Ebola vaccines are set to be administered to people in the Democratic Republic of Congo starting today. The World Health Organization (WHO) imported thousands of doses into the country last week.
Even though the vaccine has yet to be licensed, the DRC government gave WHO the go-ahead to administer it in a bid to curb the spread of the disease which resurfaced earlier this month.
It is historic in the sense that it is the first time any vaccine will have been used to control the spread of Ebola.
The vaccine having gone through human trials is the only one targeting Ebola. Research on it was conducted in Guinea in 2016 with support from the UK Department for International Development.
According to a spokeswoman for the health ministry, Jessica Ilunga, 4,000 doses of vaccine were shipped on Saturday to the town of Mbandaka, which last week registered the first cases in an urban area since the latest flare-up of the disease was announced earlier this month.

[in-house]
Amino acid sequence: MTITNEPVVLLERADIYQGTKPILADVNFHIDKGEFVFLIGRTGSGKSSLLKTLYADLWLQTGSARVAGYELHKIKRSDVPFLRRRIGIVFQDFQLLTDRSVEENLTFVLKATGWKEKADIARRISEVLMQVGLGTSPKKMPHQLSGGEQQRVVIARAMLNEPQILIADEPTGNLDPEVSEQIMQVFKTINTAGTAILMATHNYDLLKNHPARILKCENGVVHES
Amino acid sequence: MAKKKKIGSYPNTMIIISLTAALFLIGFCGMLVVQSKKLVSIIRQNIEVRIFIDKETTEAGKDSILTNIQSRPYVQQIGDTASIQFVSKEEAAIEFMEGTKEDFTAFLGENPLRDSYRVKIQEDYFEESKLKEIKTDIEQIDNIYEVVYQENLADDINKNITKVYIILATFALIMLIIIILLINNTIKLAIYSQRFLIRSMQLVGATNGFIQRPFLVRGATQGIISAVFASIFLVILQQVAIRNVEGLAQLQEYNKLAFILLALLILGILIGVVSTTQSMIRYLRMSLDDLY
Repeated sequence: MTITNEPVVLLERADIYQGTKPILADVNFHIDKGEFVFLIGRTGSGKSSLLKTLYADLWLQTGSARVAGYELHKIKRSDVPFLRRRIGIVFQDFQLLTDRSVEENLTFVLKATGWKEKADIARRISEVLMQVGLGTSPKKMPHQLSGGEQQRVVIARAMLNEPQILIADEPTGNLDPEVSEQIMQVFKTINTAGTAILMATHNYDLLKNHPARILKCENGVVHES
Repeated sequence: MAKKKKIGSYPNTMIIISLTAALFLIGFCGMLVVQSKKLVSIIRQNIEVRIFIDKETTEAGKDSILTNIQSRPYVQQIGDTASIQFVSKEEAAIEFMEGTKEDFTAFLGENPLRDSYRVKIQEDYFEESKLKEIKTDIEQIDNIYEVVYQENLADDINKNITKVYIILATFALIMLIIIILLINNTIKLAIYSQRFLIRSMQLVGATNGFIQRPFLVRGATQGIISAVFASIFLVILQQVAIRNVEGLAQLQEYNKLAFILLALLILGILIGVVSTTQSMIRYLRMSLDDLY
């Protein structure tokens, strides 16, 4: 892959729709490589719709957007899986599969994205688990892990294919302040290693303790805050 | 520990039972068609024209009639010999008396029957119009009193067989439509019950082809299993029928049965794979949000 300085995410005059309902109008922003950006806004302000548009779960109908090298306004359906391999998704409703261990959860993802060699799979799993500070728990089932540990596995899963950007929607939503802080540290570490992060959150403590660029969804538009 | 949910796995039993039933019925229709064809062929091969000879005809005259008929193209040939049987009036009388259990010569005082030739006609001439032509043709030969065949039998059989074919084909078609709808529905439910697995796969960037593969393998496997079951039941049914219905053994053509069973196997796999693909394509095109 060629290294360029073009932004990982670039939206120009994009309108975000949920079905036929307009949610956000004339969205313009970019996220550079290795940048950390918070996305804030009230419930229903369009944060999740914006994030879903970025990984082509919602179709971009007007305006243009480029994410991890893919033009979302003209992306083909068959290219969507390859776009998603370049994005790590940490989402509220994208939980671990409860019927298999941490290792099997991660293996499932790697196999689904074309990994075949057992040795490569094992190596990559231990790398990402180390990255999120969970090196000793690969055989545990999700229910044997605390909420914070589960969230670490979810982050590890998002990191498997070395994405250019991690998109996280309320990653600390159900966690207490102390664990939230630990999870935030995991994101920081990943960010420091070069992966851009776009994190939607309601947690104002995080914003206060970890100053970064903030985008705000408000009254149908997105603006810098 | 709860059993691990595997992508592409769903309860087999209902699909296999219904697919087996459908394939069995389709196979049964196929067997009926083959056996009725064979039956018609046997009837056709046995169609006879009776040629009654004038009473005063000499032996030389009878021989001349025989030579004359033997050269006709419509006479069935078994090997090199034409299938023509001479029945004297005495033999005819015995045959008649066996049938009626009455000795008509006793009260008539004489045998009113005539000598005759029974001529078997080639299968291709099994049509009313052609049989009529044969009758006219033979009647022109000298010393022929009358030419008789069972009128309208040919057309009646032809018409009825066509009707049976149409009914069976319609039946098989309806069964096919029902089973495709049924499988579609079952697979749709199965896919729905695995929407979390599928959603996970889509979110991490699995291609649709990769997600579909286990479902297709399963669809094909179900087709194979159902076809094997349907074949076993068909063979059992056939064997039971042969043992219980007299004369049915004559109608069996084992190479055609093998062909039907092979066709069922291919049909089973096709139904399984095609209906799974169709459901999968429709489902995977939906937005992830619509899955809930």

Cases in Mbandaka, a port city on the Congo river, have raised concerns that the virus could spread downstream to the capital Kinshasa, which has a population of 10 million.
The outbreak is Congo’s ninth since the disease made its first known appearance near the vast central African country’s northern Ebola river in the 1970s. An Ebola epidemic killed more than 11,300 people in West Africa in 2013 to 2016.
“I don’t know how to protect myself against Ebola. God alone can protect me from this illness,” said Lusya Mbangu, who was selling fish at Mbandaka’s bustling floating market on Sunday.
According to Congolese health ministry data released late on Saturday, there have been four cases of Ebola confirmed through testing in Mbandaka’s Wangata neighbourhood and another two suspected cases. One patient has died there, the figures showed.